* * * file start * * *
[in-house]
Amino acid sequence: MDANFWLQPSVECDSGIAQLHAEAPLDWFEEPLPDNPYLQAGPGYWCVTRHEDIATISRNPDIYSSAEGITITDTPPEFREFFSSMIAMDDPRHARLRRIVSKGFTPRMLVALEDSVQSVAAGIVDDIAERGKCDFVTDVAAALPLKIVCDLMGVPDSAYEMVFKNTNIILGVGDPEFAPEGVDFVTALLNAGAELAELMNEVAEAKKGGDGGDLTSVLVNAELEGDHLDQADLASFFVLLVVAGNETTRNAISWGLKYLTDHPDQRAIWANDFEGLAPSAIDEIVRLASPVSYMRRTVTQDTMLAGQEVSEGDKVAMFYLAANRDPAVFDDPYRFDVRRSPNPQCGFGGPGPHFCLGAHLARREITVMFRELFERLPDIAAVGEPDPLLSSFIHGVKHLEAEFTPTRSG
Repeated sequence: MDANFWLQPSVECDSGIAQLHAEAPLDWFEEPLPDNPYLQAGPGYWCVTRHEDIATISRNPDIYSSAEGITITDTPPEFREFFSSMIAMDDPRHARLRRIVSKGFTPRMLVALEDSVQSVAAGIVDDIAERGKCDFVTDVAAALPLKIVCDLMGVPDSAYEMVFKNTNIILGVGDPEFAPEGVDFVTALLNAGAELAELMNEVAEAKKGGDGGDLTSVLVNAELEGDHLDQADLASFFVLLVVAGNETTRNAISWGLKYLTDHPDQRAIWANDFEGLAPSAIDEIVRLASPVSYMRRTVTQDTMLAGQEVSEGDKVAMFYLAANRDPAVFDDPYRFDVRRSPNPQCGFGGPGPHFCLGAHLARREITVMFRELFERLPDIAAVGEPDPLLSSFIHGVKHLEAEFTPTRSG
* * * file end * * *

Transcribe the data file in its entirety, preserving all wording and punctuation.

[in-house]
Amino acid sequence: MDANFWLQPSVECDSGIAQLHAEAPLDWFEEPLPDNPYLQAGPGYWCVTRHEDIATISRNPDIYSSAEGITITDTPPEFREFFSSMIAMDDPRHARLRRIVSKGFTPRMLVALEDSVQSVAAGIVDDIAERGKCDFVTDVAAALPLKIVCDLMGVPDSAYEMVFKNTNIILGVGDPEFAPEGVDFVTALLNAGAELAELMNEVAEAKKGGDGGDLTSVLVNAELEGDHLDQADLASFFVLLVVAGNETTRNAISWGLKYLTDHPDQRAIWANDFEGLAPSAIDEIVRLASPVSYMRRTVTQDTMLAGQEVSEGDKVAMFYLAANRDPAVFDDPYRFDVRRSPNPQCGFGGPGPHFCLGAHLARREITVMFRELFERLPDIAAVGEPDPLLSSFIHGVKHLEAEFTPTRSG
Repeated sequence: MDANFWLQPSVECDSGIAQLHAEAPLDWFEEPLPDNPYLQAGPGYWCVTRHEDIATISRNPDIYSSAEGITITDTPPEFREFFSSMIAMDDPRHARLRRIVSKGFTPRMLVALEDSVQSVAAGIVDDIAERGKCDFVTDVAAALPLKIVCDLMGVPDSAYEMVFKNTNIILGVGDPEFAPEGVDFVTALLNAGAELAELMNEVAEAKKGGDGGDLTSVLVNAELEGDHLDQADLASFFVLLVVAGNETTRNAISWGLKYLTDHPDQRAIWANDFEGLAPSAIDEIVRLASPVSYMRRTVTQDTMLAGQEVSEGDKVAMFYLAANRDPAVFDDPYRFDVRRSPNPQCGFGGPGPHFCLGAHLARREITVMFRELFERLPDIAAVGEPDPLLSSFIHGVKHLEAEFTPTRSG